Voters Triumph in New Mexico While Women Lose in Texas

Across the nation this week, we have seen both victories and serious losses for women’s choice, highlighting the significant influence of geography on individual rights.  In a year that has seen the introduction of over 320 anti-choice state laws, women are experiencing the real effects and consequences of big government overreach in personal health decisions, but many voters are standing strong and proving the importance of fighting for individual liberty and freedom of choice.

In a victory for women and personal freedom, Albuquerque voters rejected a measure that would have banned all abortions in the city after twenty weeks, with no exceptions for rape, incest or medical emergencies.  The referendum would have been the first of its kind on a municipal level, but New Mexico voters rejected the infringement on women’s rights and proved that the increasing efforts by the anti-choice movement to chip away at personal freedoms is not welcomed by citizens.  Courts across the nation have previously thrown out similar state laws, which are based on controversial science and blatantly violate U.S. Supreme Court precedent.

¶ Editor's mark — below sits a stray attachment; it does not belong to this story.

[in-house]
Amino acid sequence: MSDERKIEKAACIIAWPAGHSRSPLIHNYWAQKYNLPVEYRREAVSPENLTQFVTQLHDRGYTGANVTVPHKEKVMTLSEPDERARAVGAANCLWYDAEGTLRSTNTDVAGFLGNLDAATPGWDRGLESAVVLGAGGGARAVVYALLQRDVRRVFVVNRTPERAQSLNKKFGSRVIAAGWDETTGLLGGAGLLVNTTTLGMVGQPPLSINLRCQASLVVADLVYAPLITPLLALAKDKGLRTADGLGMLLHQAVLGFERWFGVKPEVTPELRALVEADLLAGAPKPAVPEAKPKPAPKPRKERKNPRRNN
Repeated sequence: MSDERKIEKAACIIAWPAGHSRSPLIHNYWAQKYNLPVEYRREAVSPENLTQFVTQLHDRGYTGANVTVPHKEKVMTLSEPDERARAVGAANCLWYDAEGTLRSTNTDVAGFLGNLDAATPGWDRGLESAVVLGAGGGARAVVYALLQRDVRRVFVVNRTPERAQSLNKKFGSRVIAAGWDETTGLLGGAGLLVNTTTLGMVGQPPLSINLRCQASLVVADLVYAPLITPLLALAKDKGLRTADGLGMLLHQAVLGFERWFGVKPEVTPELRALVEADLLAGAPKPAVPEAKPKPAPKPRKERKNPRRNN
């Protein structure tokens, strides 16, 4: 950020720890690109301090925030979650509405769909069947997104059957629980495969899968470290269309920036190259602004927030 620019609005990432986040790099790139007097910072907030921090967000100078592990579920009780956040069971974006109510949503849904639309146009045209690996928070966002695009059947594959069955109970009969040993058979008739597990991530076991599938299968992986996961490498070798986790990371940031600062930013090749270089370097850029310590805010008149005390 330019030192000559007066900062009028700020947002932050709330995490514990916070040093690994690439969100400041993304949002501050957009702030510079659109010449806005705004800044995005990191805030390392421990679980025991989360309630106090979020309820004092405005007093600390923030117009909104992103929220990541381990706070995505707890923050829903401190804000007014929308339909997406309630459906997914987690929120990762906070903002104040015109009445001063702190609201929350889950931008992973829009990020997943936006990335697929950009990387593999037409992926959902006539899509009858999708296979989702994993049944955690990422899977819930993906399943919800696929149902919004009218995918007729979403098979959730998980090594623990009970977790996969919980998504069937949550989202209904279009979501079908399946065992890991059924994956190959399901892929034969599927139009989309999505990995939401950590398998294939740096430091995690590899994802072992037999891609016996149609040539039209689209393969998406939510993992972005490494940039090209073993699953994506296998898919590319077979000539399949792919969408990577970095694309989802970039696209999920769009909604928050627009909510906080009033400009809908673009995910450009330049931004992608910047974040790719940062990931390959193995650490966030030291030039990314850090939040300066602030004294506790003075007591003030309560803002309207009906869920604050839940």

Women in Texas were not so fortunate this week, as the Supreme Court refused to stop a law that has forced one-third of the state’s reproductive healthcare clinics to stop providing services.  The ideological decision will allow Texas to continue enforcing a new law that places medically unnecessary restriction on clinics, including requiring physicians to have admitting privileges at a nearby hospital, a status that is extremely difficult to obtain.  Many see the law as a clear effort to end access to safe, legal abortion in the state, and women are already suffering the consequences in one of the worst states for women’s health.  The law is currently being challenged in the 5th U.S. Circuit Court of Appeals after a trial judge’s decision to suspend the unconstitutional and dangerous law was overturned by an appellate panel. 


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